Novelty Acts

The sexual revolutions before the sexual revolution.

Ariel Levy

Vanguardists in the Victorian era thought they were sexual revolutionaries.

Vanguardists in the Victorian era thought they were sexual revolutionaries.

Wilhelm Reich, the father of the sexual revolution, started out as a star pupil of Sigmund Freud, the father of modern psychology. Reich was admitted to the Vienna Psychoanalytic Association in 1920, while he was still a graduate student, and already a radical idea was percolating in his head: that sexuality, fundamental to our being, and yet a source of shame for centuries, had the power to heal much of what ailed us, if only we would let it.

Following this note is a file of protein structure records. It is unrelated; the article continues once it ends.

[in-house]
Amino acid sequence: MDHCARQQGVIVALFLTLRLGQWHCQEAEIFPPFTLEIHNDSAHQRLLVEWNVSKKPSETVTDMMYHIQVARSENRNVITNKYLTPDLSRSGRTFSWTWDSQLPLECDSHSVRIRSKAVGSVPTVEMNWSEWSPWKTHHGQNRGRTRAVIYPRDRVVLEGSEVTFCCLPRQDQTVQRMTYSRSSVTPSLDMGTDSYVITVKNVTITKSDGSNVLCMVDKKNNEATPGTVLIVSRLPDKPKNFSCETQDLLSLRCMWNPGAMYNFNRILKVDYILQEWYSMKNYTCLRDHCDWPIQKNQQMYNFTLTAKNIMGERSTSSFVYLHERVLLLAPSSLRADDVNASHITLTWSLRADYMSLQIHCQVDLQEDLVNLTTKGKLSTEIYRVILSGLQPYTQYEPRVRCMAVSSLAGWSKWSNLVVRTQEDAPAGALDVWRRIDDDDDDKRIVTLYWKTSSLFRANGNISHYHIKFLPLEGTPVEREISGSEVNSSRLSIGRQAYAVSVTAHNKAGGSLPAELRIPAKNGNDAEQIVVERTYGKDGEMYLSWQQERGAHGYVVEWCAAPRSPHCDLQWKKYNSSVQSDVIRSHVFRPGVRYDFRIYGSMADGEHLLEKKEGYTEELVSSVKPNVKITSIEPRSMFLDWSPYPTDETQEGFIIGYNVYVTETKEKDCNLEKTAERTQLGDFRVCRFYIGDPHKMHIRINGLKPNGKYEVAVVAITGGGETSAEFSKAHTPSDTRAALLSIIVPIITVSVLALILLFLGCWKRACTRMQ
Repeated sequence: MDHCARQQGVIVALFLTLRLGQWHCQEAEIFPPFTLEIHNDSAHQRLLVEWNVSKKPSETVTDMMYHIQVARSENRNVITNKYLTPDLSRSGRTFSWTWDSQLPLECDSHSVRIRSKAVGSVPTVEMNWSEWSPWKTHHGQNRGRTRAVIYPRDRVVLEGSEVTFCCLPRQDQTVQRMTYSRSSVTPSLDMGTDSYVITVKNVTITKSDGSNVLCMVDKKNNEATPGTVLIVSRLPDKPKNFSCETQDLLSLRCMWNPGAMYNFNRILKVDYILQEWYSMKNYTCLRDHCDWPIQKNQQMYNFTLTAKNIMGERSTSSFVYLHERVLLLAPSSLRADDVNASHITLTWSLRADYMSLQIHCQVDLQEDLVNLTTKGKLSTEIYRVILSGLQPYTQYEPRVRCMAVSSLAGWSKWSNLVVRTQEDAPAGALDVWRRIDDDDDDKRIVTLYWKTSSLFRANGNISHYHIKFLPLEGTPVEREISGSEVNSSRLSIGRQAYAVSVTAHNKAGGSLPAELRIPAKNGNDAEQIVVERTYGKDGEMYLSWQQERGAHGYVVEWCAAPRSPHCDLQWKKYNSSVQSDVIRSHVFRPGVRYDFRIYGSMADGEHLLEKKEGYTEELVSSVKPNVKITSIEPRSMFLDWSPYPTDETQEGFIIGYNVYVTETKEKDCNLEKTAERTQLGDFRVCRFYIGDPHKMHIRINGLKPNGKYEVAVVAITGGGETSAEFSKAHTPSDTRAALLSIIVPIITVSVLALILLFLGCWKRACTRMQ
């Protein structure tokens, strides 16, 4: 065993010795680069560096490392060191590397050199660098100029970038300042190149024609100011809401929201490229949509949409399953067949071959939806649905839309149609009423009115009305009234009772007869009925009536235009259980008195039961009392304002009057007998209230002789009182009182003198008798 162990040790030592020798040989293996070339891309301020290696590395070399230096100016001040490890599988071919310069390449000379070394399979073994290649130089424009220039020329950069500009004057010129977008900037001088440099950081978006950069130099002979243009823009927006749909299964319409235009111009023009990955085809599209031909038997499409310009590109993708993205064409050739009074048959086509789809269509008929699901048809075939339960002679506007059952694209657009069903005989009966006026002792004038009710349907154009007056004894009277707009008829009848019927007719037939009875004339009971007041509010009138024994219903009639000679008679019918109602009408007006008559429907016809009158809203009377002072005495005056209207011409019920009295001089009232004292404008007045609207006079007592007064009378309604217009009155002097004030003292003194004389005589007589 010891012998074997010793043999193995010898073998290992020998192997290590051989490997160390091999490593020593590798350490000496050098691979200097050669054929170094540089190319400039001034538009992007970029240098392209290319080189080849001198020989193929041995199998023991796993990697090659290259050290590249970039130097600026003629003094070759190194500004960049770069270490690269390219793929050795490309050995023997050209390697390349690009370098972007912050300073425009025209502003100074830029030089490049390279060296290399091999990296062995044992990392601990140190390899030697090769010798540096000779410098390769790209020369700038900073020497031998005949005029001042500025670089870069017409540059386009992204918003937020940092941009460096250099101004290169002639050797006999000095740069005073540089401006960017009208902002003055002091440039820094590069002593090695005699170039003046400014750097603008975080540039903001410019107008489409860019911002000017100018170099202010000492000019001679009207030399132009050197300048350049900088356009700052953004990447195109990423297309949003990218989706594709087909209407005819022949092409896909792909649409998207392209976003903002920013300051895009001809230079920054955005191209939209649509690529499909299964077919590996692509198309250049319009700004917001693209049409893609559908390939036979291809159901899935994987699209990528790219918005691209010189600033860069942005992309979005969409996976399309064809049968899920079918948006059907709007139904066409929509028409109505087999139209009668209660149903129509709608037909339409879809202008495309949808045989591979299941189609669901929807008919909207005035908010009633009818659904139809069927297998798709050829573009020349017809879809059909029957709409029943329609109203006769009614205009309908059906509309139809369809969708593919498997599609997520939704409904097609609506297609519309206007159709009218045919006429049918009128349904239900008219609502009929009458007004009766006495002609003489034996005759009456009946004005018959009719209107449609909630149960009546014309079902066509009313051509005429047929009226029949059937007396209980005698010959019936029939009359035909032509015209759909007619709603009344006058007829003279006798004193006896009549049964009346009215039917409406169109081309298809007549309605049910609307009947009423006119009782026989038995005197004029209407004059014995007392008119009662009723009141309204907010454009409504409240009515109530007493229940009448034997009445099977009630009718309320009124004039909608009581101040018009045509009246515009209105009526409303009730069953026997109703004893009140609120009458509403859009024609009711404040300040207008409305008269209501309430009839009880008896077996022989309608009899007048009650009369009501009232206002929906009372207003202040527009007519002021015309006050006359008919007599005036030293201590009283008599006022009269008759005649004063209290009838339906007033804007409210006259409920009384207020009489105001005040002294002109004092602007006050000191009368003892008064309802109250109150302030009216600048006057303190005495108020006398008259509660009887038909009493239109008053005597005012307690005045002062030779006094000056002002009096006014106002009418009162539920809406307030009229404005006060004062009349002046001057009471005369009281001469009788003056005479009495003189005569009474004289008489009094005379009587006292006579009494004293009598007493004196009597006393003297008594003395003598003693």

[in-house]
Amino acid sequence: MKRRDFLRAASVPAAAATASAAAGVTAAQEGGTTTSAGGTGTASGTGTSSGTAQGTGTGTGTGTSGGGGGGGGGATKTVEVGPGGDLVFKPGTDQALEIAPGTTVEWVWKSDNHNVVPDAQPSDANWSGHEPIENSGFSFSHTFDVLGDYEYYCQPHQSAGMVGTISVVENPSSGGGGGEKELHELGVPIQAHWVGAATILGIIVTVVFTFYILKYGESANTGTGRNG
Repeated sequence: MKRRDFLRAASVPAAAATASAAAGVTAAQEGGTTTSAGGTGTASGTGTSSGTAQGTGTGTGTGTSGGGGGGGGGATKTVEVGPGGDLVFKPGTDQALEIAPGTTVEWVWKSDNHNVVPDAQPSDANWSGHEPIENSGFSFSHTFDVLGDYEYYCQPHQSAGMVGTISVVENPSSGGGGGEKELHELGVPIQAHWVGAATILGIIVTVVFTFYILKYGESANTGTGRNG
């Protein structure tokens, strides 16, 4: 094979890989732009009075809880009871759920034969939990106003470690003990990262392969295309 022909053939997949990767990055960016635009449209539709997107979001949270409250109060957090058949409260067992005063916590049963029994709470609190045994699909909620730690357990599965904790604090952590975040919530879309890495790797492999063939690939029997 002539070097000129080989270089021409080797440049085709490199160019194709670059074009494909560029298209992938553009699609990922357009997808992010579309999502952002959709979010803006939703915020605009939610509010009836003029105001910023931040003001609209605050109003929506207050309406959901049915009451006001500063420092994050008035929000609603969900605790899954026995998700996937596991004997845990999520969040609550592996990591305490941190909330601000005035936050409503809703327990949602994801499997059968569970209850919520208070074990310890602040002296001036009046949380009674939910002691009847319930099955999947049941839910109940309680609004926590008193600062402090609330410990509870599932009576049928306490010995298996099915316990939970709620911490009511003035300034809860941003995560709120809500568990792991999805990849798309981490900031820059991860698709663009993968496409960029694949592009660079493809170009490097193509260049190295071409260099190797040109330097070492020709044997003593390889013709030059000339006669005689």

Breaking with religious teachings that the sole function of sex ought to be procreation and that any other erotic pursuit was sinful, Reich offered a new and defiantly humanist perspective, asserting that sexual pleasure was beneficial—indeed, necessary—to human flourishing, and that, when it came to orgasms, the more the merrier. As Christopher Turner writes in his new book, “Adventures in the Orgasmatron: How the Sexual Revolution Came to America” (Farrar, Straus & Giroux; $35), Reich offered the “tantalizing suggestion that sexual emancipation would lead to positive social change.” Good sex was the path to the good society.

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